History has shown that the greatest dangers to international stability often arise from those nations whose real power is inadequately reflected in the relevant sets of international arrangements and symbols of status therein. Such nations can challenge the legitimacy of the system with actions as well as rhetoric. Much of the current call for a new international economic order flows directly from such concerns, and a major need in the current phase of institution-building is to bring developing countries into effective participation in the international system. First, serious and sustained attention must be paid to their substantive concerns. In terms of broad objectives, this requires the international economic system to attach priority to issues of income and wealth distribution as well as the more traditional goals of efficiency and growth. A second essential step is to provide major developing countries with a role in the international decision-making process which corresponds to their sharply increased importance to the system. A third step is to go still further and bring selected "newcomers" into the inner circles of international decision-making.
The report envisages a series of concentric circles of international decision-making to provide the collective management which has become necessary for at! effective international system: a small informal core group (which might differ in its precise composition from issue to issue), a broader group of all major countries, and formal implementation of agreed initiatives through existing or new universal institutions. Such a system can be both effective and legitimate, if implemented through continuous consultations among countries in the different circles and if individual countries are willing to be represented by others at some levels of discussion. A system of representation is in fact evolving through the medium of the new Conference on International Economic Cooperation (CIEC), which could provide policy direction for a wide-ranging set of agreements to be carried out in other forums.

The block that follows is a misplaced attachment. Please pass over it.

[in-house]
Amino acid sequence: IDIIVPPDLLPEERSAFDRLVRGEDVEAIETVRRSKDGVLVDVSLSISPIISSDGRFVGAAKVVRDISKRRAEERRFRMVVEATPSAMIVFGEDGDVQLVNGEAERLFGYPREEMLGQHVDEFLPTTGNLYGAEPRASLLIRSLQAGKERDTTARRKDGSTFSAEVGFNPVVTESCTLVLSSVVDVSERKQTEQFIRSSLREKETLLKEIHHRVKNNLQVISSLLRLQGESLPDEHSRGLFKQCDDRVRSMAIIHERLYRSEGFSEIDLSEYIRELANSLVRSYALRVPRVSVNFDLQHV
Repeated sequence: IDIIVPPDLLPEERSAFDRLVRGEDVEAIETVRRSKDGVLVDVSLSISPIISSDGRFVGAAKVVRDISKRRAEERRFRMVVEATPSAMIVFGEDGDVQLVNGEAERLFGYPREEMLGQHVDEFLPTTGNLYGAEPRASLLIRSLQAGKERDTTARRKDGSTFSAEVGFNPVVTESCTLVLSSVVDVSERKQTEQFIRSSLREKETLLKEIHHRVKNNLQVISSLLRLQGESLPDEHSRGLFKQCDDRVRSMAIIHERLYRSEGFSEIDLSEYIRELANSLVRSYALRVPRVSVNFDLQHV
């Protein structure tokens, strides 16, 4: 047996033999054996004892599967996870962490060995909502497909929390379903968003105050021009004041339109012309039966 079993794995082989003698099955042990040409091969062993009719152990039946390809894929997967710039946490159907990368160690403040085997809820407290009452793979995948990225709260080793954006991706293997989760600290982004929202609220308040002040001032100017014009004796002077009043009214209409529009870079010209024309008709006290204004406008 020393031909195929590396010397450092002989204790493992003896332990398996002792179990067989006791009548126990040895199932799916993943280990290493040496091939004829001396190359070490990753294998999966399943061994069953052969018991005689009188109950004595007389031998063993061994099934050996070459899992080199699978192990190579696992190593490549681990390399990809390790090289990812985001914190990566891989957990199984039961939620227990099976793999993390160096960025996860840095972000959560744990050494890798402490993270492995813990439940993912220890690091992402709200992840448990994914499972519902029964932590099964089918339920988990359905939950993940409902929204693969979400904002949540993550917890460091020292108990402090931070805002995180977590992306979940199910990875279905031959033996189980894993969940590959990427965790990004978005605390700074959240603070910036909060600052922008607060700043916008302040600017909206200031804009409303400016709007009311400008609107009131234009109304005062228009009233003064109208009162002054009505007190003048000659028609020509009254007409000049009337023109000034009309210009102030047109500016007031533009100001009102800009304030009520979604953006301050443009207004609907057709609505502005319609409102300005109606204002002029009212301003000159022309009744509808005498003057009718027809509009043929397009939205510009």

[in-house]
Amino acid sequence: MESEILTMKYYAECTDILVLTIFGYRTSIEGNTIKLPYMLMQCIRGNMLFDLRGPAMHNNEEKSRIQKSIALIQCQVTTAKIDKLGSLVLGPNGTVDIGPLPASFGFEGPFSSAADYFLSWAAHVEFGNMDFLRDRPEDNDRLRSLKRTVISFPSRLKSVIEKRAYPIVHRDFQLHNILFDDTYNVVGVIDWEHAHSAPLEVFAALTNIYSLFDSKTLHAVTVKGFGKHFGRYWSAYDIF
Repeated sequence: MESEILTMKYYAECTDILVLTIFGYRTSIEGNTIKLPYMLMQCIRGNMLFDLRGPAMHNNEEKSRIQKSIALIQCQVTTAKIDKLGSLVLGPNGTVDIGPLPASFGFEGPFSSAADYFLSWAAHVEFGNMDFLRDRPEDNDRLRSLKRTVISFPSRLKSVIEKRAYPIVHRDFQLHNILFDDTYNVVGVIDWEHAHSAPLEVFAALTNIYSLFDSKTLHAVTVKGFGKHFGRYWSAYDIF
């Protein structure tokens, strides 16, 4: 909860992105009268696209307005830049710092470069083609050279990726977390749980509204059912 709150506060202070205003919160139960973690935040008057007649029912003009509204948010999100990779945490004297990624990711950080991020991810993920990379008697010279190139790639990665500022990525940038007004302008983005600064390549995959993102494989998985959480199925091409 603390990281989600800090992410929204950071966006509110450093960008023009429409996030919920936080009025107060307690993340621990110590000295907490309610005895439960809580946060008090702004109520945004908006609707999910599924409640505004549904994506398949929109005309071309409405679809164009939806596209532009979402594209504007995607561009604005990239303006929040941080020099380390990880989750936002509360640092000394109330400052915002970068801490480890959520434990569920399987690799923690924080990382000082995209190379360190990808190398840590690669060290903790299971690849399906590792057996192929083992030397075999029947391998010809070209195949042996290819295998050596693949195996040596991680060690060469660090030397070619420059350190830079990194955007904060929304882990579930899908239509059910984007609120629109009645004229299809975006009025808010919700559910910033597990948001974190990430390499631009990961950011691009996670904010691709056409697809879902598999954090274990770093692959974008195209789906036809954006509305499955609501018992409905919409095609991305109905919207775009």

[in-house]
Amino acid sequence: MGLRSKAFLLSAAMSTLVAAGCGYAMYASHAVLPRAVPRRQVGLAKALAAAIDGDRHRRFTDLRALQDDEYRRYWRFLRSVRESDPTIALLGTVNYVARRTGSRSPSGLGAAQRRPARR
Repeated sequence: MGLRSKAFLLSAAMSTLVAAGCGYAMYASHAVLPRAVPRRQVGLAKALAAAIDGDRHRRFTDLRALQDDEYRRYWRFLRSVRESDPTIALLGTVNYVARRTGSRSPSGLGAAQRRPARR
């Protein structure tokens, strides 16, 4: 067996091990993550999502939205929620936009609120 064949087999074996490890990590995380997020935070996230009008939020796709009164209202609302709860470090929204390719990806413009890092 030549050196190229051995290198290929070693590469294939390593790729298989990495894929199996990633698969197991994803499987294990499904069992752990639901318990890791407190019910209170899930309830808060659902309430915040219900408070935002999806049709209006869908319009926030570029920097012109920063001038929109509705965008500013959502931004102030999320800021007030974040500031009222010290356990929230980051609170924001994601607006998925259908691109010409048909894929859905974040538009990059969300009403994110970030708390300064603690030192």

C. Fred Bergsten, Senior Fellow, The Brookings Institution, Washington
Georges Berthoin, former Chief Representative of the Commission of the European Communities in the United Kingdom
Kinhide Mushakoji, Vice-Rector for Programs, United Nations University
John Pinder, Director, Political and Economic Planning, London (Special Consultant)
Table of Contents
Summary of Report
II. The Lessons of the Past
III. Current Problems
IV. Specific Proposals
A. New Institutions
B. Reform of Existing Institutions
C. Mobilization of International Institutions
D. Integration of Newcomers and Dropouts
F. Coordination Across and Within Issue-Areas
- Topics: Economics, Trade, Multilateral Cooperation
- Region: North America, Europe, Middle East, Africa, Pacific Asia
- Publisher: The Trilateral Commission
- Publication Date: © 1976
- ISBN: 0-930503-52-X
- Pages: 31